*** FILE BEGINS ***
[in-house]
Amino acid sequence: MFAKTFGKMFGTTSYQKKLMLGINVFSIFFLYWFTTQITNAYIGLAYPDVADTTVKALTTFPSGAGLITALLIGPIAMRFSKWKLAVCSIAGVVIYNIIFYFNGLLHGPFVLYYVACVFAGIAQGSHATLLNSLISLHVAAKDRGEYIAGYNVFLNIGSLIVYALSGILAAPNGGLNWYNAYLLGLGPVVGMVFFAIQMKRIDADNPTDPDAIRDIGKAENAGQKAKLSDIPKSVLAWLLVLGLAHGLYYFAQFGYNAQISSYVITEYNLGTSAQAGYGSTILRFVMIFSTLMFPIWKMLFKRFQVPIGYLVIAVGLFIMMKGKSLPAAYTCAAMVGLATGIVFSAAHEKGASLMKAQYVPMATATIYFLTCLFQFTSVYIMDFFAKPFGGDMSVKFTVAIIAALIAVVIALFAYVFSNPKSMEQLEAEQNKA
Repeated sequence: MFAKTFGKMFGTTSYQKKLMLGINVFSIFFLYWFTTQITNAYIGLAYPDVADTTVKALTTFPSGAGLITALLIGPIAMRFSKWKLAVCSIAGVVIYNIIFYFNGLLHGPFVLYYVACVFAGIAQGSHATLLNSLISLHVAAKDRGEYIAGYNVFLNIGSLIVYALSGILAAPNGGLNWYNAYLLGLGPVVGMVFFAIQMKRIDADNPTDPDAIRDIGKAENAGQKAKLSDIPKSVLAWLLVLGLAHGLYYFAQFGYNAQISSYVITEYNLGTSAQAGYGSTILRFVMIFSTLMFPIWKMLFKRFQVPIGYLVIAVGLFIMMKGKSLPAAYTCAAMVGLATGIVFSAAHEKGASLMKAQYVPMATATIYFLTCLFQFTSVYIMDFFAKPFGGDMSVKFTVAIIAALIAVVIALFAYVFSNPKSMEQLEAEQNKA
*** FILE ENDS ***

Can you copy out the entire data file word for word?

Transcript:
[in-house]
Amino acid sequence: MFAKTFGKMFGTTSYQKKLMLGINVFSIFFLYWFTTQITNAYIGLAYPDVADTTVKALTTFPSGAGLITALLIGPIAMRFSKWKLAVCSIAGVVIYNIIFYFNGLLHGPFVLYYVACVFAGIAQGSHATLLNSLISLHVAAKDRGEYIAGYNVFLNIGSLIVYALSGILAAPNGGLNWYNAYLLGLGPVVGMVFFAIQMKRIDADNPTDPDAIRDIGKAENAGQKAKLSDIPKSVLAWLLVLGLAHGLYYFAQFGYNAQISSYVITEYNLGTSAQAGYGSTILRFVMIFSTLMFPIWKMLFKRFQVPIGYLVIAVGLFIMMKGKSLPAAYTCAAMVGLATGIVFSAAHEKGASLMKAQYVPMATATIYFLTCLFQFTSVYIMDFFAKPFGGDMSVKFTVAIIAALIAVVIALFAYVFSNPKSMEQLEAEQNKA
Repeated sequence: MFAKTFGKMFGTTSYQKKLMLGINVFSIFFLYWFTTQITNAYIGLAYPDVADTTVKALTTFPSGAGLITALLIGPIAMRFSKWKLAVCSIAGVVIYNIIFYFNGLLHGPFVLYYVACVFAGIAQGSHATLLNSLISLHVAAKDRGEYIAGYNVFLNIGSLIVYALSGILAAPNGGLNWYNAYLLGLGPVVGMVFFAIQMKRIDADNPTDPDAIRDIGKAENAGQKAKLSDIPKSVLAWLLVLGLAHGLYYFAQFGYNAQISSYVITEYNLGTSAQAGYGSTILRFVMIFSTLMFPIWKMLFKRFQVPIGYLVIAVGLFIMMKGKSLPAAYTCAAMVGLATGIVFSAAHEKGASLMKAQYVPMATATIYFLTCLFQFTSVYIMDFFAKPFGGDMSVKFTVAIIAALIAVVIALFAYVFSNPKSMEQLEAEQNKA